Using High-Level Synthesis, software-based algorithms that have data-dependent execution time can be easily accelerated in hardware, with deterministic results, writes Daniele Bagni
Video is rapidly becoming more significant in embedded systems, where the information gathered can be analysed, recorded or otherwise used for real-time control. As a result, the demand for higher quality video content is also rising.
However, image sensors remain prone to digital noise, which can be introduced at the acquisition or transmission stages.
Often the noise is random in nature; a bit-error or glitch in the analogue-to-digital conversion can cause a particularly vexing form of degradation known as ‘impulsive noise’. This is also known as ‘salt and pepper’ noise because it normally appears as either white or black specks in the image (Figure 1).
To combat this and other types of noise, either linear or non-linear spatial filters are often employed, which can identify pixels affected by noise and replace them based on the values of their surrounding pixels.
Linear filters are perhaps most common and are also referred to as ‘mean filters’, as they replace the noisy pixel with one of a value equal to the average of the surrounding pixels. This is typically achieved using a low-pass method and can ‘de-noise’ images very quickly. However, this approach is that it can often result in the edges of the image becoming blurred.
Consequently, in almost all scenarios, a non-linear filter is the preferred option, which is particularly effective at removing impulsive noise.
One popular form of non-linear filtering is the ‘median filter’, which can deliver excellent noise reduction with considerably less edge blurring over linear filters.
Just as with mean filtering, median filtering compares a pixel with its neighbours to decide whether it is noise or representative of the image.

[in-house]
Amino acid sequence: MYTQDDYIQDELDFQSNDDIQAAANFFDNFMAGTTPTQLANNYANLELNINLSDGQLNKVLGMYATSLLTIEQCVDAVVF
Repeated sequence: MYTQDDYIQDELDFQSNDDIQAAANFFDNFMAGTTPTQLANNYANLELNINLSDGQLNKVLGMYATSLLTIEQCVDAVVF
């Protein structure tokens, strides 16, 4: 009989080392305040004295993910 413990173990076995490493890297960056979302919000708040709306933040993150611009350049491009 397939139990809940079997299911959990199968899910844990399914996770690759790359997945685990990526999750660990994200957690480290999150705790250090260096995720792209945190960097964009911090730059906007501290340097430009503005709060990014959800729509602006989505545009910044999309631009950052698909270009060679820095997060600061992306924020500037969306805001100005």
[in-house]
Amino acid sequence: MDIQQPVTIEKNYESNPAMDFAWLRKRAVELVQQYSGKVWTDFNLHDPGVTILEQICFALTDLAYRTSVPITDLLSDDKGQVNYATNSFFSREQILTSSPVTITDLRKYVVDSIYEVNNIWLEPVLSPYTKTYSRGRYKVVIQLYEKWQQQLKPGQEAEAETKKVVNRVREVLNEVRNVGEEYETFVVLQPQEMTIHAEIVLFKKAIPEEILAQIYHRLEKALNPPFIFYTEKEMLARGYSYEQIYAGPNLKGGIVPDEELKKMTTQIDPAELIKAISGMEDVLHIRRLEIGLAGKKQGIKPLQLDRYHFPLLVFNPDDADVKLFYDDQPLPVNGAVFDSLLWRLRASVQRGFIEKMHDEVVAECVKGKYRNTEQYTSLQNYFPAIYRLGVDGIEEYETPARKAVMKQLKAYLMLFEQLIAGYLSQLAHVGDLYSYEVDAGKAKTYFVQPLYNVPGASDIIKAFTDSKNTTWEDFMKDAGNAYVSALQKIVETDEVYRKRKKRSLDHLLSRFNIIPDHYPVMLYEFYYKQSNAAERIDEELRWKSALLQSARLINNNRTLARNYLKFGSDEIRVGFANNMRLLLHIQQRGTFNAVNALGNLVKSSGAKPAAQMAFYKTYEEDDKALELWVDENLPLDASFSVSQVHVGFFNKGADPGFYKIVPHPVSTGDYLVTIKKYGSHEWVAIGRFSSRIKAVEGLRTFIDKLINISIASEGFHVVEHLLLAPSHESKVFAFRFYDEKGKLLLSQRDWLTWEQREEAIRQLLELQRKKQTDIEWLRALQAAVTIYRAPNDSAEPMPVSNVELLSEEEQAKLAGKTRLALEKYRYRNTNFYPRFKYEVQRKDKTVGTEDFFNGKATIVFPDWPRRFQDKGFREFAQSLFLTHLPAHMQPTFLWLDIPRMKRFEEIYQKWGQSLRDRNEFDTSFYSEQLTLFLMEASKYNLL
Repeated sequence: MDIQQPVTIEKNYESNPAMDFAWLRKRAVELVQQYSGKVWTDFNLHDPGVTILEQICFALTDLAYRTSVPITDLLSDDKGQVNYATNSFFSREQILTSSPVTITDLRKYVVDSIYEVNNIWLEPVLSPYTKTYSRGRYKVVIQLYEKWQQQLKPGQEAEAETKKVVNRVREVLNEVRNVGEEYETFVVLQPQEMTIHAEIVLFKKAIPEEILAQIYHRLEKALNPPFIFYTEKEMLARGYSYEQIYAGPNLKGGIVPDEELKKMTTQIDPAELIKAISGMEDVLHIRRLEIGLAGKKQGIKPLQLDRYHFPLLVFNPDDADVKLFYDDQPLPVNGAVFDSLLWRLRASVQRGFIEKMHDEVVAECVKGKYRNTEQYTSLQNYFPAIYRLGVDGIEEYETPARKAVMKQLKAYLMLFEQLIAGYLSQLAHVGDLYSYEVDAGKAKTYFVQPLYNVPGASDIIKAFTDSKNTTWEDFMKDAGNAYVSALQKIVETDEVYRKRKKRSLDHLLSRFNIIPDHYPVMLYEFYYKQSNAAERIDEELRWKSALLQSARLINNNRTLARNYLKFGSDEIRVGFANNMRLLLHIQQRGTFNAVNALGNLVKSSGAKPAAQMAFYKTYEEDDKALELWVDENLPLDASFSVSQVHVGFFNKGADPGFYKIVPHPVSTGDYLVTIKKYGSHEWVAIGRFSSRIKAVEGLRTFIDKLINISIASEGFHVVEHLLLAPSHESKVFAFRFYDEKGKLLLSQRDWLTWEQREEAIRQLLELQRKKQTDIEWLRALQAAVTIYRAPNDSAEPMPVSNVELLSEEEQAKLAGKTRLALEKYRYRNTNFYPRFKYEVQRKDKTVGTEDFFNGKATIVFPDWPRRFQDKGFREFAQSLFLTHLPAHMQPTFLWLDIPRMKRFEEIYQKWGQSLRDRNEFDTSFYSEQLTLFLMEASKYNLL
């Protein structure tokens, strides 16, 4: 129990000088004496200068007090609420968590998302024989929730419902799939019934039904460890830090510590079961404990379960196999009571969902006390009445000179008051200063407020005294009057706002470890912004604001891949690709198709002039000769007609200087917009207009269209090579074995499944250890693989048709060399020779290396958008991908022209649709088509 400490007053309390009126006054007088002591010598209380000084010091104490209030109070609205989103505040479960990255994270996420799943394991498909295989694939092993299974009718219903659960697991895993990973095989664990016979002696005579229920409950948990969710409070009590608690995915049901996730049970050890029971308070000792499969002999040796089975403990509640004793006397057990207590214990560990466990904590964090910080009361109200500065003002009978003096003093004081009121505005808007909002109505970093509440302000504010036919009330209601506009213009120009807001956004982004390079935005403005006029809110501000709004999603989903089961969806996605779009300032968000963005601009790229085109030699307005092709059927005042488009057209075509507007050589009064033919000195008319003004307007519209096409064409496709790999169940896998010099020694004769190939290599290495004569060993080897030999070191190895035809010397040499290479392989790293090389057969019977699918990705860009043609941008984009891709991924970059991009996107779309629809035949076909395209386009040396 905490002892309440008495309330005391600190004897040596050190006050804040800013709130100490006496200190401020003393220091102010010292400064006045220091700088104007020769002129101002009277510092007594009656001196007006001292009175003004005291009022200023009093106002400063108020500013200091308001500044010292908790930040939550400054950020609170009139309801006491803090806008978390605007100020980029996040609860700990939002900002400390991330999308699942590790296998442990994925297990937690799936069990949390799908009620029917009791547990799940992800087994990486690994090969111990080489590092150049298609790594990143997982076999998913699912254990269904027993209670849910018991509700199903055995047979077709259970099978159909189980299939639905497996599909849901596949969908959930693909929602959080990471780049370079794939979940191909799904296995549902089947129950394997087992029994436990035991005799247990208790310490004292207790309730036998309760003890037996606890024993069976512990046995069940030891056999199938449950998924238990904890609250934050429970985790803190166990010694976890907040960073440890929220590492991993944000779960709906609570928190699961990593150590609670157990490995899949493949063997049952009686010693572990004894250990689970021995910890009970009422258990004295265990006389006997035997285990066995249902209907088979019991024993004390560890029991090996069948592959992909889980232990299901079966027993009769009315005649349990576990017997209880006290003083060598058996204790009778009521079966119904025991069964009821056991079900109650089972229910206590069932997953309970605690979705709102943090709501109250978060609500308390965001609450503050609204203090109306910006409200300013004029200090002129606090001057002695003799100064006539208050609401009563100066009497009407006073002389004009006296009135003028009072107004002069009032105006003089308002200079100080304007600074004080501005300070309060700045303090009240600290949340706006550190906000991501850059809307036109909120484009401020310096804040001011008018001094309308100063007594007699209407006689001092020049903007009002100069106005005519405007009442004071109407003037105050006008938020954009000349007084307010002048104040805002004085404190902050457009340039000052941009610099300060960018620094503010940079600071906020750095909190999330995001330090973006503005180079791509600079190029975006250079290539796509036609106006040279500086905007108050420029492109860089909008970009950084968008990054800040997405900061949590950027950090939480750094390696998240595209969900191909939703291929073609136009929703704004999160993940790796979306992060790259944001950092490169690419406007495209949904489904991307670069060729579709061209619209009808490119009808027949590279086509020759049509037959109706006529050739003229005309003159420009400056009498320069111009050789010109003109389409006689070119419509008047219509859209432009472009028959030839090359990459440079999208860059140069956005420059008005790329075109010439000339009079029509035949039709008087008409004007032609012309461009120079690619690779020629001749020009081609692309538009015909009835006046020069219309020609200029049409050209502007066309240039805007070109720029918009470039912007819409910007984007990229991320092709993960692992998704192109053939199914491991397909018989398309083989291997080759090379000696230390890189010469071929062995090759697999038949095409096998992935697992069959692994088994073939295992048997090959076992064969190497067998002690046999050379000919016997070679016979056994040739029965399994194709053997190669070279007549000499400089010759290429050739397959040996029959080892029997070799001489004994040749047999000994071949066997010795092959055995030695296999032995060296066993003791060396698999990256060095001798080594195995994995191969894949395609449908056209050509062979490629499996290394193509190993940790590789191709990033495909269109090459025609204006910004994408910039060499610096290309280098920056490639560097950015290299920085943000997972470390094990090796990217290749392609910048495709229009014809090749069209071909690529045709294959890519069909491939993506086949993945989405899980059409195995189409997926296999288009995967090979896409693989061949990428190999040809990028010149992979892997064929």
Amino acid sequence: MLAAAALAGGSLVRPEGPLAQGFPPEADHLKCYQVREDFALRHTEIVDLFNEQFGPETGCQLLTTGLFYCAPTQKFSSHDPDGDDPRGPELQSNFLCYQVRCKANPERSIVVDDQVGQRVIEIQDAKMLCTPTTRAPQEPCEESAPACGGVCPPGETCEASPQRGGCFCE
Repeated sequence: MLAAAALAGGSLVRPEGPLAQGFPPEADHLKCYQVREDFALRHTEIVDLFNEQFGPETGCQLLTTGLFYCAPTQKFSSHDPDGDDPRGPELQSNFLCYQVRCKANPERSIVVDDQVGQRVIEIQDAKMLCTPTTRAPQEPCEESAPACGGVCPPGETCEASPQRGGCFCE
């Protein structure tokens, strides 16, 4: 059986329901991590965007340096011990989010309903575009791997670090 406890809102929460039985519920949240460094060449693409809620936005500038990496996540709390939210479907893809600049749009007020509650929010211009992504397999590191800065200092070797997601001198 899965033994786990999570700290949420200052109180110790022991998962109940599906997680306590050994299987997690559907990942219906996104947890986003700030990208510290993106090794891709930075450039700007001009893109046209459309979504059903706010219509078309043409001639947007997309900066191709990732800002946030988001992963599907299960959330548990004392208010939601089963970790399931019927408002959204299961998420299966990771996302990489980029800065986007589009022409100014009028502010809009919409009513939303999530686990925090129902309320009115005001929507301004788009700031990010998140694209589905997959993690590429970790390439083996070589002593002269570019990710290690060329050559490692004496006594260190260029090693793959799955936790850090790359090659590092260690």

Those identified as noise are replaced but instead of using the mean of the surrounding pixels, the median is used; as the new pixel will have the same value as one of its neighbouring pixels — and not a calculated figure — it results in more natural pixel values, which can be particularly apparent at the edge of the image and thus delivers much sharper images.
In order to calculate the median value for an array of 3×3 pixels, the so-called ‘sliding window’ centred around one noisy pixel, for example, the values must first be sorted in to numerical order.
The value of the pixel in the middle of the list will be used to replace the noisy pixel, so a larger ‘neighbourhood’ of pixels surrounding a noisy pixel delivers greater results, but requires more pixel values to be sorted in to ascending order.
This sorting represents the most critical stage in a median filter, one that can consume considerable instruction cycles in a DSP or a media processor.
The process of sorting data sets is common in algorithms and many types of sorting routines are used, such as bubble sort, shell sort, merge sort and quick sort. This last example, quick sort, is (as the name may suggests) the fastest algorithm for large data sets, while bubble sort is seen as the simplest.
As they run in software, only one comparison is carried out at a time, making them reiterative.
However, the random nature of the values means the number of iterations needed to sort a given data set can be difficult to determine. Indeed, there is much debate about how to evaluate the complexity of a sorting algorithm, which is probably indicative of the need for an alternative approach.
Image processing in real-time has one overriding requirement: deterministic behaviour. The nature of software-based sorting algorithms makes determinism difficult to attain and as such it represents a good example of why some software algorithms should be ported to hardware.
For more detail: FPGAs can clean up video picture noise